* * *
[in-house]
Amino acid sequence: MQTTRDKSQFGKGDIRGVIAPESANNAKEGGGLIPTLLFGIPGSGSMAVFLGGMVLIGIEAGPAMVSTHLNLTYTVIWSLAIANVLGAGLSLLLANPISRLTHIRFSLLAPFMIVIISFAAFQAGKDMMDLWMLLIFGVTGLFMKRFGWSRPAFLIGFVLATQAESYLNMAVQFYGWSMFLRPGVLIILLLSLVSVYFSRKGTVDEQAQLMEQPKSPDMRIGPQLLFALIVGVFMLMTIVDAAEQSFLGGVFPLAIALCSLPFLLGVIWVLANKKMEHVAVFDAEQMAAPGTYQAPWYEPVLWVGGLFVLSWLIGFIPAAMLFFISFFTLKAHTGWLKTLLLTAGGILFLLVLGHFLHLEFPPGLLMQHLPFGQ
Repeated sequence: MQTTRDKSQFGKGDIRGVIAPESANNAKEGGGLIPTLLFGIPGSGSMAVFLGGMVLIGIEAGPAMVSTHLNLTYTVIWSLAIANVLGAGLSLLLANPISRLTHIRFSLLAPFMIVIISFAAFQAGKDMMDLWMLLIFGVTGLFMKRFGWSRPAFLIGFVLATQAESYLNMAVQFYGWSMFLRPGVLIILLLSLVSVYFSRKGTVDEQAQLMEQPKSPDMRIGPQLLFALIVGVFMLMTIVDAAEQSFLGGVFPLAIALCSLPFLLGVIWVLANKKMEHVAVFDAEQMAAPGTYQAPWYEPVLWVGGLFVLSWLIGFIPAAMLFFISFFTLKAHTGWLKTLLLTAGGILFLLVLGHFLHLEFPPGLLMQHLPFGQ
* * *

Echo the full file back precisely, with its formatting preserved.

[in-house]
Amino acid sequence: MQTTRDKSQFGKGDIRGVIAPESANNAKEGGGLIPTLLFGIPGSGSMAVFLGGMVLIGIEAGPAMVSTHLNLTYTVIWSLAIANVLGAGLSLLLANPISRLTHIRFSLLAPFMIVIISFAAFQAGKDMMDLWMLLIFGVTGLFMKRFGWSRPAFLIGFVLATQAESYLNMAVQFYGWSMFLRPGVLIILLLSLVSVYFSRKGTVDEQAQLMEQPKSPDMRIGPQLLFALIVGVFMLMTIVDAAEQSFLGGVFPLAIALCSLPFLLGVIWVLANKKMEHVAVFDAEQMAAPGTYQAPWYEPVLWVGGLFVLSWLIGFIPAAMLFFISFFTLKAHTGWLKTLLLTAGGILFLLVLGHFLHLEFPPGLLMQHLPFGQ
Repeated sequence: MQTTRDKSQFGKGDIRGVIAPESANNAKEGGGLIPTLLFGIPGSGSMAVFLGGMVLIGIEAGPAMVSTHLNLTYTVIWSLAIANVLGAGLSLLLANPISRLTHIRFSLLAPFMIVIISFAAFQAGKDMMDLWMLLIFGVTGLFMKRFGWSRPAFLIGFVLATQAESYLNMAVQFYGWSMFLRPGVLIILLLSLVSVYFSRKGTVDEQAQLMEQPKSPDMRIGPQLLFALIVGVFMLMTIVDAAEQSFLGGVFPLAIALCSLPFLLGVIWVLANKKMEHVAVFDAEQMAAPGTYQAPWYEPVLWVGGLFVLSWLIGFIPAAMLFFISFFTLKAHTGWLKTLLLTAGGILFLLVLGHFLHLEFPPGLLMQHLPFGQ